In the discussion section, the authors were pretty good at describing the limitations of the study. They also addressed the question of a dose effect. We're talking 45 sessions of CBT vs. 88 sessions of PD vs. 234 sessions of PA. This is a fair question to ask, i.e., would 234 sessions of CBT have been as effective as the same 234 sessions of PA? However, the CBT lasted, on average, 26 months, while the PA lasted 39 months, only about a year longer than the CBT. At the rate of 1 session a week, or roughly 4 sessions a month, a CBT of 234 sessions would last for 58.5 months, or about 5 years, 2 years longer than the average psychoanalysis in the study lasted.

This was pretty farschlepped, but I hope you can see that there is some evidence that psychoanalysis is effective. Jeez, Dr. Lieberman, do your homework!





Tuesday, March 24, 2015

There and Back Again

The Hill: Hobbiton-across-the Water, by JRR Tolkien

I passed my MOC exam.  Friends and family have been teasing me about worrying that I wouldn't pass. I think it was a mild to moderate worry that I wouldn't pass, versus the severe unpleasantness of the consequences of not passing.

I found out 5 weeks to the day after taking the exam. The ABPN emailed me and told me I could check my score on ABPN Folios, although that would just indicate pass or fail.

They also sent information via mail, including my exact score, a breakdown of my sub-scores, a breakdown of the exam by section, and other information, which I'll get to later on.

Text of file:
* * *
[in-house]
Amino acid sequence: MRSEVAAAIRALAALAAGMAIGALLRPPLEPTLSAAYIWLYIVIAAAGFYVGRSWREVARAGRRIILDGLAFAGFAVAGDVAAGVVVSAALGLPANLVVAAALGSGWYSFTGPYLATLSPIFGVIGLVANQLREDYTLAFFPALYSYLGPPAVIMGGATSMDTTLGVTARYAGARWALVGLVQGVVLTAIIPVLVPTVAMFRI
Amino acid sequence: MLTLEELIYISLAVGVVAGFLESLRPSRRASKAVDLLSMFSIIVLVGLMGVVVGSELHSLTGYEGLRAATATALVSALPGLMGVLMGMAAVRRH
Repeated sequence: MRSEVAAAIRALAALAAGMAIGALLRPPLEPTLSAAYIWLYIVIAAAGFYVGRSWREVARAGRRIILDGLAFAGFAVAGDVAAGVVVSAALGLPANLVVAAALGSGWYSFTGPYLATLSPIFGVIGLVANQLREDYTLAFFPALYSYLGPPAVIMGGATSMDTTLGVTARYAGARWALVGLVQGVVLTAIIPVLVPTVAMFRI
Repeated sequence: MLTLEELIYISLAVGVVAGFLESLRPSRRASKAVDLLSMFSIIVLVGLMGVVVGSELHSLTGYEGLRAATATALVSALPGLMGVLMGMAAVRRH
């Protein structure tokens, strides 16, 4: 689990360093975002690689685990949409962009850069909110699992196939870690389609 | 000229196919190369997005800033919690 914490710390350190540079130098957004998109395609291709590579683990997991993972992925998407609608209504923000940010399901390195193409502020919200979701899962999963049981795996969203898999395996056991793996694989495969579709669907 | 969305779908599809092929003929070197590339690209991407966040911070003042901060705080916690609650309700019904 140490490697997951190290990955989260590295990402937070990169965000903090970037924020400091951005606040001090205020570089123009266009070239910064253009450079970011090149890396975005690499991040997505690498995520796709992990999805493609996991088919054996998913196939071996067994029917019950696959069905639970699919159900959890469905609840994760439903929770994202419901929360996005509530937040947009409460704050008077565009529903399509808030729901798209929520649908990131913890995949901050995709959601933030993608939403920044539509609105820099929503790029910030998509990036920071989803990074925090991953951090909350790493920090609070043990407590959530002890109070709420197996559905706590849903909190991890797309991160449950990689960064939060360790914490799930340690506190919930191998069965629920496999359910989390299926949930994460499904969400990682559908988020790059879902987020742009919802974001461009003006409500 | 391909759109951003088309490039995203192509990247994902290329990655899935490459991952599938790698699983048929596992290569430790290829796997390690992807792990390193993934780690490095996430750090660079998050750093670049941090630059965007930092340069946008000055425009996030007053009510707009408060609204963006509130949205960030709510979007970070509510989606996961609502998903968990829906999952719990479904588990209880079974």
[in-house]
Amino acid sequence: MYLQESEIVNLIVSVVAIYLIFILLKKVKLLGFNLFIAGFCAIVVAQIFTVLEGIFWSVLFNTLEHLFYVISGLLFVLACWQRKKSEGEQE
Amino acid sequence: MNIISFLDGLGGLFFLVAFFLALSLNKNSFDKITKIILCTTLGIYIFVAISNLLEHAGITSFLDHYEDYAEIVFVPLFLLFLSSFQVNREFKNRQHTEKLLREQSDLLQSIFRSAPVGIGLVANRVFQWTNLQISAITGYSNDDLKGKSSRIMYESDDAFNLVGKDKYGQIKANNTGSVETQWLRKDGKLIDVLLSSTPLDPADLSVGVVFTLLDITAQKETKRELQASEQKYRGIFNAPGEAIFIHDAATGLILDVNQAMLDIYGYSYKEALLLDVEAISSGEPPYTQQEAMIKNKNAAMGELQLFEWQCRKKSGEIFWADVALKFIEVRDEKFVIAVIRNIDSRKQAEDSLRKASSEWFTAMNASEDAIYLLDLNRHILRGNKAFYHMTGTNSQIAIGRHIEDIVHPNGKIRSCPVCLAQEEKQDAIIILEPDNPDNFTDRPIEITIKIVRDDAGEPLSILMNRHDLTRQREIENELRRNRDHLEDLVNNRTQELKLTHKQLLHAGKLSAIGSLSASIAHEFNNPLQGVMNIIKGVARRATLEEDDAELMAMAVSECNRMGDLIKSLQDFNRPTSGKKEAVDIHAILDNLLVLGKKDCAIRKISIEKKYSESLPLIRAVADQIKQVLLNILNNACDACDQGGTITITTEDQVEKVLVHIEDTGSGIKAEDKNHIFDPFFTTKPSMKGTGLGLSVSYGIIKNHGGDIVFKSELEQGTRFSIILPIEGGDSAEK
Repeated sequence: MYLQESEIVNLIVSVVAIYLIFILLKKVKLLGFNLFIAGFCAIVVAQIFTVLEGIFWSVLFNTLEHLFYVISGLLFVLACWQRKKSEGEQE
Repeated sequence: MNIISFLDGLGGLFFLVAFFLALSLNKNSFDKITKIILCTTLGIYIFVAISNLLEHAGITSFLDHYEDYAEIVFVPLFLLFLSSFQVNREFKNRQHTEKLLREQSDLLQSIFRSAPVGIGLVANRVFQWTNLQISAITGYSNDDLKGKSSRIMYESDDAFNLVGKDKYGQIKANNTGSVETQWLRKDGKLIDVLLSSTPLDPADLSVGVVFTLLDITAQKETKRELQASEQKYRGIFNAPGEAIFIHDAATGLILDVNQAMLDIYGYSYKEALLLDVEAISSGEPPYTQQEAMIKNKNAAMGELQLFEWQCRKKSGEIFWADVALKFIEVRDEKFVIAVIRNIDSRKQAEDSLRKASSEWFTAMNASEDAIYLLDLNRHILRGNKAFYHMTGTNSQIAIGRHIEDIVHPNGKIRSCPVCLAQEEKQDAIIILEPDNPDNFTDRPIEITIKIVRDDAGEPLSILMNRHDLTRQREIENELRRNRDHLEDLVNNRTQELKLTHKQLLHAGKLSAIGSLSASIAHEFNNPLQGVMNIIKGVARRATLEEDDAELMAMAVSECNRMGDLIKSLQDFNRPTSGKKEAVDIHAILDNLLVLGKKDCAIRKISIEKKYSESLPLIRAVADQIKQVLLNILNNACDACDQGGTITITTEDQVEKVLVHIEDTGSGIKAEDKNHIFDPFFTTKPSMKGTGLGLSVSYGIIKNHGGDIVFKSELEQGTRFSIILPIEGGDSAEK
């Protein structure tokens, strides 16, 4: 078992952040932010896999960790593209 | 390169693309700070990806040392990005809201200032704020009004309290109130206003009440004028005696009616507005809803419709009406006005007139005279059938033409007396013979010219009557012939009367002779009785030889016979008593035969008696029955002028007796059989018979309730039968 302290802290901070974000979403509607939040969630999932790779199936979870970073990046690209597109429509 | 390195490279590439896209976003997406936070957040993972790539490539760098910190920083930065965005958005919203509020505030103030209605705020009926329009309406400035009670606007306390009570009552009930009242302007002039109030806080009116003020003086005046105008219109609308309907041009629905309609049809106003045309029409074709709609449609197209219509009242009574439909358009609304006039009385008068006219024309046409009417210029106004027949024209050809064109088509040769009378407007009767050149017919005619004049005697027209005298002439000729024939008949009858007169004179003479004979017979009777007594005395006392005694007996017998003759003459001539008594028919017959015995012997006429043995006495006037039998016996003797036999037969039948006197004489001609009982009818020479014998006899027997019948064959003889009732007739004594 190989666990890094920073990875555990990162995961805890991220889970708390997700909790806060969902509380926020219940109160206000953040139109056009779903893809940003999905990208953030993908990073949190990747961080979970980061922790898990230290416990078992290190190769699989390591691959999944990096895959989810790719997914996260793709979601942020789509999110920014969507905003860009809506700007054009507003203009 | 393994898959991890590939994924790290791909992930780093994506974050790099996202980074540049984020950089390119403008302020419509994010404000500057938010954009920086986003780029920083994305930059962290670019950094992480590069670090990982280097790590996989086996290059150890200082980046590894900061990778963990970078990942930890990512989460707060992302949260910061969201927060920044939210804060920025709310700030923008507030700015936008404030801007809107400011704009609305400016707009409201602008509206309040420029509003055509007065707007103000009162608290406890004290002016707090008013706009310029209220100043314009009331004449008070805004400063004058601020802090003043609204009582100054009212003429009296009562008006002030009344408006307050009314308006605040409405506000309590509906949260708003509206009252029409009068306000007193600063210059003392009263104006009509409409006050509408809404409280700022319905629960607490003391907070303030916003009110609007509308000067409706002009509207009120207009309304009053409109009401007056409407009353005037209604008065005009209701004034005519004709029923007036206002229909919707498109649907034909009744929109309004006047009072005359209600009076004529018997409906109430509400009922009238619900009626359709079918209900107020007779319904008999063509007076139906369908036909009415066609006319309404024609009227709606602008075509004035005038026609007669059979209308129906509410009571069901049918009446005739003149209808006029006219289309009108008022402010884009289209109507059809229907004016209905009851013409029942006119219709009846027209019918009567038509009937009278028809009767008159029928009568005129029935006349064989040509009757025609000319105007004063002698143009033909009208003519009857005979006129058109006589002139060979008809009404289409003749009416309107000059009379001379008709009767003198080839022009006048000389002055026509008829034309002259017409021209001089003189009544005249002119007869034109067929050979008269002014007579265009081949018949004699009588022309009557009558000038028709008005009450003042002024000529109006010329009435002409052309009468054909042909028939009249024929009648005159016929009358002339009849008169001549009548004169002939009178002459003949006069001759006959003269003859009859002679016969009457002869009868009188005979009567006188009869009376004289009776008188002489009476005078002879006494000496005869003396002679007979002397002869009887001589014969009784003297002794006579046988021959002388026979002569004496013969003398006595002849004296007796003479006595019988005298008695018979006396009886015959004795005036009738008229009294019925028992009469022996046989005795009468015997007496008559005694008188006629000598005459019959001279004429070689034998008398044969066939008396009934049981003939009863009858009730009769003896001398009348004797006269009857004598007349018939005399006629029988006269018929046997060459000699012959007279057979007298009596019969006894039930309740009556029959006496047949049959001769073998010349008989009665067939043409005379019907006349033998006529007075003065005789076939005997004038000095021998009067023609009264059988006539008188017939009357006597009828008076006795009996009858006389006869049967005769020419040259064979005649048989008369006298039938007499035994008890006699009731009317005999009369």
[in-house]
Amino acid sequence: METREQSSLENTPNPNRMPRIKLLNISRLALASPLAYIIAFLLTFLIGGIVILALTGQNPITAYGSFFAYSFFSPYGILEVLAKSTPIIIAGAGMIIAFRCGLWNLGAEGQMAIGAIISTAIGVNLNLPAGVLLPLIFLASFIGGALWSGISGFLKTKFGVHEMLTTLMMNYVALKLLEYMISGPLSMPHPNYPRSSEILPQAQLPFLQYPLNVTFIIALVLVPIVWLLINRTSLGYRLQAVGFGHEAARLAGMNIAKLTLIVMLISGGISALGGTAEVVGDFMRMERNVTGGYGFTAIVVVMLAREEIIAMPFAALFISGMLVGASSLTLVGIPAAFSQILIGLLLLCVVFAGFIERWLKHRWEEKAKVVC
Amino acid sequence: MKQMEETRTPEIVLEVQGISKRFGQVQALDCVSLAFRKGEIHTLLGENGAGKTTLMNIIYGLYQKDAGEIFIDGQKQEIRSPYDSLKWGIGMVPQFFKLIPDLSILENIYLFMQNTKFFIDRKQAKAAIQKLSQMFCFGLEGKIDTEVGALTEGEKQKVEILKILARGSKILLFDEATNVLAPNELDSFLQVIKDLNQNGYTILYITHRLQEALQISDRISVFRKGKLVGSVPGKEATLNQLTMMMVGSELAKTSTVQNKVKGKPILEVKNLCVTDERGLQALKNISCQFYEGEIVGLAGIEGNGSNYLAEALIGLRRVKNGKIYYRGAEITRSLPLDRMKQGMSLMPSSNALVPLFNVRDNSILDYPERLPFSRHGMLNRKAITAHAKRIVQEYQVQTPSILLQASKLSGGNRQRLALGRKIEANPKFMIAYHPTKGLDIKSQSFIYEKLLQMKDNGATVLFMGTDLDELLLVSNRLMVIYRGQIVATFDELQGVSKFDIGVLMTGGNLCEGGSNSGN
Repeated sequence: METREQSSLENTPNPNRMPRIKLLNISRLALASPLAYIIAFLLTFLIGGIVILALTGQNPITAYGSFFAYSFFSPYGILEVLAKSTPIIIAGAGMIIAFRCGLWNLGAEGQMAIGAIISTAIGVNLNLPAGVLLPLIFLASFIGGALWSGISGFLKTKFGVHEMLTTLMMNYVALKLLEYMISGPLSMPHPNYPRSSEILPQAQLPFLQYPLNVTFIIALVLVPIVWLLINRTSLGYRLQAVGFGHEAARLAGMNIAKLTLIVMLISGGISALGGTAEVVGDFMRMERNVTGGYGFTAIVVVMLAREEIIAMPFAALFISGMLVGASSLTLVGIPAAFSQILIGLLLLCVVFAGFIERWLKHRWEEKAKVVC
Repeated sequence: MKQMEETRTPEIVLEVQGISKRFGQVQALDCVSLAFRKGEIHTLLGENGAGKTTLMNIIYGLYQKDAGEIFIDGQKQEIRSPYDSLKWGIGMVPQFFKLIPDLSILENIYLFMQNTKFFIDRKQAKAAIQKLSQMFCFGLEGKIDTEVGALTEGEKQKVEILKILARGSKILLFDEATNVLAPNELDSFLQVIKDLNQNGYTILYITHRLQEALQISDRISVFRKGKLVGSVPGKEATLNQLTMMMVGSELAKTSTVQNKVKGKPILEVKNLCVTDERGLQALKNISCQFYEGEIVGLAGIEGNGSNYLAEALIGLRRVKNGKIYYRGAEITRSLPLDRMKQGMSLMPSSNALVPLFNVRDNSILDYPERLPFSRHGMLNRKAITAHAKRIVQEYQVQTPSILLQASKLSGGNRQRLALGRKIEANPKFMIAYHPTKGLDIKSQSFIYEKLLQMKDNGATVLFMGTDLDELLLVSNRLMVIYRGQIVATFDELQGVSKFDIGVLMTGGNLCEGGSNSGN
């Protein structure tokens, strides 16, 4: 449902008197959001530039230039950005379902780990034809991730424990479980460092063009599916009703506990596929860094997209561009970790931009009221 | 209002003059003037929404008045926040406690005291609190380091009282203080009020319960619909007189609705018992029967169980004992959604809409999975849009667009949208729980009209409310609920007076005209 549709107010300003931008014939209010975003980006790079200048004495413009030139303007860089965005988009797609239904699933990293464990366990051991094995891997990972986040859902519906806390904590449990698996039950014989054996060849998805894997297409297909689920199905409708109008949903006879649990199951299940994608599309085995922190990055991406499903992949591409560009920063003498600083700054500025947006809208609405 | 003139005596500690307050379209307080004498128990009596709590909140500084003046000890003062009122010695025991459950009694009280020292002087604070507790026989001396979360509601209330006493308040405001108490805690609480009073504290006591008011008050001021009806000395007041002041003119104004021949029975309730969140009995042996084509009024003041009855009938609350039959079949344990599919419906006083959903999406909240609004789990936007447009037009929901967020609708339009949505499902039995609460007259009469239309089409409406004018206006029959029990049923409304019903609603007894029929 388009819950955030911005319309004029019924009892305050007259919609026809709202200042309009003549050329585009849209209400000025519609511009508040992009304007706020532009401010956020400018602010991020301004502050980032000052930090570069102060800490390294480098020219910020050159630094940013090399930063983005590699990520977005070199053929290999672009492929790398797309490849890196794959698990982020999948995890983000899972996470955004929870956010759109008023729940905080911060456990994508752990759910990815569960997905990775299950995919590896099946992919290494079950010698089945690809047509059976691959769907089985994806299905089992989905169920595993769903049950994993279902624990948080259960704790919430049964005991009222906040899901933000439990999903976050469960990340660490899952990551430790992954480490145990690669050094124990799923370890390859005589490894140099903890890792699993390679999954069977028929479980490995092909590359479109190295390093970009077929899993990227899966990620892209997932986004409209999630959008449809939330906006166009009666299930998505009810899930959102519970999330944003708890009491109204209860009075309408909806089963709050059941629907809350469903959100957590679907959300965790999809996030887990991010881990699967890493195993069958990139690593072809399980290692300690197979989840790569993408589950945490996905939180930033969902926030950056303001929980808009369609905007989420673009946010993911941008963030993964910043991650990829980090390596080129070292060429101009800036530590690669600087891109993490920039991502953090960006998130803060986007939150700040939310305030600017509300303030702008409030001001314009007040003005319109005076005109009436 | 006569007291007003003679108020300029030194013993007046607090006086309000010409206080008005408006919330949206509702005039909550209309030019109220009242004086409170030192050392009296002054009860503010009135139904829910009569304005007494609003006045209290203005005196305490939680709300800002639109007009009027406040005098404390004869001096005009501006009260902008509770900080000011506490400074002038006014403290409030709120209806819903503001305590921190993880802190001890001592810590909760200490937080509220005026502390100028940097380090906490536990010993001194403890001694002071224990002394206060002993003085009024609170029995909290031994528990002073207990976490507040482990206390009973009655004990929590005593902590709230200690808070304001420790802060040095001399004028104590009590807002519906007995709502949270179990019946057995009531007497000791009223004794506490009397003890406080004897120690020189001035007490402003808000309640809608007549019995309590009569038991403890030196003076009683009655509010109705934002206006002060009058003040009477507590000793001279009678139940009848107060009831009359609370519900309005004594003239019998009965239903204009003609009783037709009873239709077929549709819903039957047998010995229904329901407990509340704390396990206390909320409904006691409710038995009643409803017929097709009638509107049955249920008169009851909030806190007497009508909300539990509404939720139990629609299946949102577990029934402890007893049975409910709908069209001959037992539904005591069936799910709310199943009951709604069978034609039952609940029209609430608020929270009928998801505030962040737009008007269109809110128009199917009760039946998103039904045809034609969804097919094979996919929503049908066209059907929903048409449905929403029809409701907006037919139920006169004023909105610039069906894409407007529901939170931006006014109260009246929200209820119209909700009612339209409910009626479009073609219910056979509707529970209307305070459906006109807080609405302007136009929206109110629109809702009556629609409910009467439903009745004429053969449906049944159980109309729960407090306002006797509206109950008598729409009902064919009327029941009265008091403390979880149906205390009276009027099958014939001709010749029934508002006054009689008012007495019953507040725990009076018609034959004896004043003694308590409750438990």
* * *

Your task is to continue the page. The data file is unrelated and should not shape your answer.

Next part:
One piece of information for people planning to take the exam soon, that I don't think I knew before the exam, or maybe I did, is that the passing standard for 2015 is 66%. I got an 85%. I wasn't planning to share the details of my scores, and it makes me a little uncomfortable to do so, but on consideration, I decided that it might be helpful to see how I did, compared with how I prepared and how I thought I did-see my posts, Done, Percentages, and The Evil Emperor MOC.

So here's the chart I came up with:



I had felt there were proportionally fewer Mood d/o questions. This seems to be a distortion on my part, although it's possible the Mood d/o questions were closer to 11%, and Psychotic, Substance and Anxiety were all closer to 15%. But it's good to know that the bulk of what psychiatrists see was represented in the largest proportion.

I had mentioned that I thought there were a lot of Personality d/o questions. I guess I was right about that. I was also right about the fact that I wasn't as well-prepared for these questions, reflected in my score of 77%.